Saturday, October 27, 2007

Power Shift 2007

At the end of next week the first national youth summit devoted to the climate crisis will take place in Washington D. C. Their goal is to respond to the challenges of the 21st Century with a vision to achieve energy independence. At this conference, young adults are focused on establishing a national voice and send a message to 2008 U.S. Presidential candidates and Congress to take global warming seriously.

Friday, October 26, 2007

Blessed Unrest: How the Largest Movement in the World Came into Being and Why No One Saw It

Environmentmentalist Paul Hawken's new book is on my list of purchases to support the IGSS. It gives us an intriguing history of our perception of nature and human rights and assesses the roles of indigenous cultures play in the human quest for ecological responsibility. Hawken believes that we are living in a time of unprecedented activism working toward ecological sustainability and social justice.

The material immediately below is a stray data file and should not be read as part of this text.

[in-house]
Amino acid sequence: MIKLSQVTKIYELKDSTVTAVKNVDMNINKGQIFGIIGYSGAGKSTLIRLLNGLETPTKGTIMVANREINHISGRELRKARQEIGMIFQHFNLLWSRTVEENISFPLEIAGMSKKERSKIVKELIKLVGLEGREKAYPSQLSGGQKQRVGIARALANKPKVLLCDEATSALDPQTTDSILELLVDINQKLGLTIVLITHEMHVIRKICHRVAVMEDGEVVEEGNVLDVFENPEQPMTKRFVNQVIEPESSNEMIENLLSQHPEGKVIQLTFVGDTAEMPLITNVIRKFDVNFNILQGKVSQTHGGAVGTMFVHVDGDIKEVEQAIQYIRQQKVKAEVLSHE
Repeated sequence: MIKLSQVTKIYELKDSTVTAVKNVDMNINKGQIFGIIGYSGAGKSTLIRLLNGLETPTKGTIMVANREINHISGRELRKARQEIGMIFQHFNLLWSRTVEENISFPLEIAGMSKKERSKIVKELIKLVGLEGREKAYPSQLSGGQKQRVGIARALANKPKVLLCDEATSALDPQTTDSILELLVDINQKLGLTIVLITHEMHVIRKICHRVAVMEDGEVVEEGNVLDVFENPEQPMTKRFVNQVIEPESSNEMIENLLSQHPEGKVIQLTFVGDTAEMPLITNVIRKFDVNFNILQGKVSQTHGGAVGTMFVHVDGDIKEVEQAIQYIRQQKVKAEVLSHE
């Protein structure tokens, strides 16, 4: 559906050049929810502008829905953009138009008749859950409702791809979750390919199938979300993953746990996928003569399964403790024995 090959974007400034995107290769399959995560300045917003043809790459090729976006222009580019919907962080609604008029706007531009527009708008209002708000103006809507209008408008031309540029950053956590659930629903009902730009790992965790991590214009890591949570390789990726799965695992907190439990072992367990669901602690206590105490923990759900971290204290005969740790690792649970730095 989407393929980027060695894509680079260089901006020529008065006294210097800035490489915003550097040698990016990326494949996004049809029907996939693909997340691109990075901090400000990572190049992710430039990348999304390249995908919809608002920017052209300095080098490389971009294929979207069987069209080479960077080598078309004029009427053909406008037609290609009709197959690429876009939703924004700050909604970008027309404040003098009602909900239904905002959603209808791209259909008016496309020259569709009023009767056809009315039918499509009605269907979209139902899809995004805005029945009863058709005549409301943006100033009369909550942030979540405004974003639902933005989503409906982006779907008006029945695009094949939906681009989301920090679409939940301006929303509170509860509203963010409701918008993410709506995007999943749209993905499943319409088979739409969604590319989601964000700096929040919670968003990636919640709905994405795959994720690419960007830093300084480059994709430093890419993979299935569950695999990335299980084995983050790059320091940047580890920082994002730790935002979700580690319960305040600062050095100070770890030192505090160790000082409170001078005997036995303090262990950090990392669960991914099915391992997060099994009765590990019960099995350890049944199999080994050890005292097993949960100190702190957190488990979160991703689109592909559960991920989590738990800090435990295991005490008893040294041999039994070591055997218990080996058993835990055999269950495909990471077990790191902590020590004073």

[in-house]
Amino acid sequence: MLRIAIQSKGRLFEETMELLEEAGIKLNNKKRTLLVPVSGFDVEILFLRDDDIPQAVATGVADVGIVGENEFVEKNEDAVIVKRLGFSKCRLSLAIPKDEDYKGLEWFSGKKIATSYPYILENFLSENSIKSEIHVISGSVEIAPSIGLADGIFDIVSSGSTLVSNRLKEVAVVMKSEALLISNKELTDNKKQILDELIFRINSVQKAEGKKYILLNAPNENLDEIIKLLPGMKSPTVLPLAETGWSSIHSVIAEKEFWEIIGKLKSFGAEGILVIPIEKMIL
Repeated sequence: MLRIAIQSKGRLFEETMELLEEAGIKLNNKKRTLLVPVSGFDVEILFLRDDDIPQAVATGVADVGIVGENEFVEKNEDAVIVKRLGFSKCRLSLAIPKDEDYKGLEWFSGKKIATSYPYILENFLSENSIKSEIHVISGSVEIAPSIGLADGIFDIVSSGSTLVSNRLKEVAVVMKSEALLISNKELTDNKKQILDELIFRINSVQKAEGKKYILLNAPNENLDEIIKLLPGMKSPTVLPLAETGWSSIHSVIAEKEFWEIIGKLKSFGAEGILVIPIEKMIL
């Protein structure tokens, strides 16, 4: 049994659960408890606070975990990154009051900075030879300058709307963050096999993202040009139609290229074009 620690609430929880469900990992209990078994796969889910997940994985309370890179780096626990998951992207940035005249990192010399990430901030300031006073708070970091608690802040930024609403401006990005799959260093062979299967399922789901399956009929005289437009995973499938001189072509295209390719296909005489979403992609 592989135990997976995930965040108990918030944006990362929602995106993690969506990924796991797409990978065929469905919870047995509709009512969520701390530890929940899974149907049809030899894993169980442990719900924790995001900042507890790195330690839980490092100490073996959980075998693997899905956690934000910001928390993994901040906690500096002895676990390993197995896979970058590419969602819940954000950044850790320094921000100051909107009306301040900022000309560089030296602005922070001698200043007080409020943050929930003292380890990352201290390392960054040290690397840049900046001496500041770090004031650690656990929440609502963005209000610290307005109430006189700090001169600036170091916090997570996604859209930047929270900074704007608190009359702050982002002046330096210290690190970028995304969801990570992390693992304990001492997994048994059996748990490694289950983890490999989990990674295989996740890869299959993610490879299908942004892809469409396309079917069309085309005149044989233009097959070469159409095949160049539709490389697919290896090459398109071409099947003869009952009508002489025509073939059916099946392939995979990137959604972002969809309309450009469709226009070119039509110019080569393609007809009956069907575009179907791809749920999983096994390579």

Thursday, October 25, 2007

This American Life - Mapping

According to cartographer Denis Wood, "we live in the Age of Maps: more than 99.9 percent of all the maps that have ever existed have been made in this century". Host Ira Glass interviews Wood who tells us how maps are not impartial reference objects, but instruments of communication, persuasion, and power. Every map is a world seen through a different lens.

I plan on purchasing Wood's book, The Power of Maps for the IGSS. It should work as a resource for the questions "Where am I?"

Judy Gressel, librarian

Monday, October 22, 2007

Visions of Concern

Tara Donovan, Maya Lin, David Opdyke and Margaret Wertheim will explore environmental concerns through installation, sculpture, illustration and fiber works in conjunction with the Chicago Humanities Festival. "Visions of Concern" will be shown at the David Weinberg Collection.

One of the themes of this year's festival is the "Climate of Concern". The festival will feature over 120 programs examining global environmental and ecological disruption, one of the most important long-term issue facing civilization today. View all programs which run October 27 - November 11, 2007.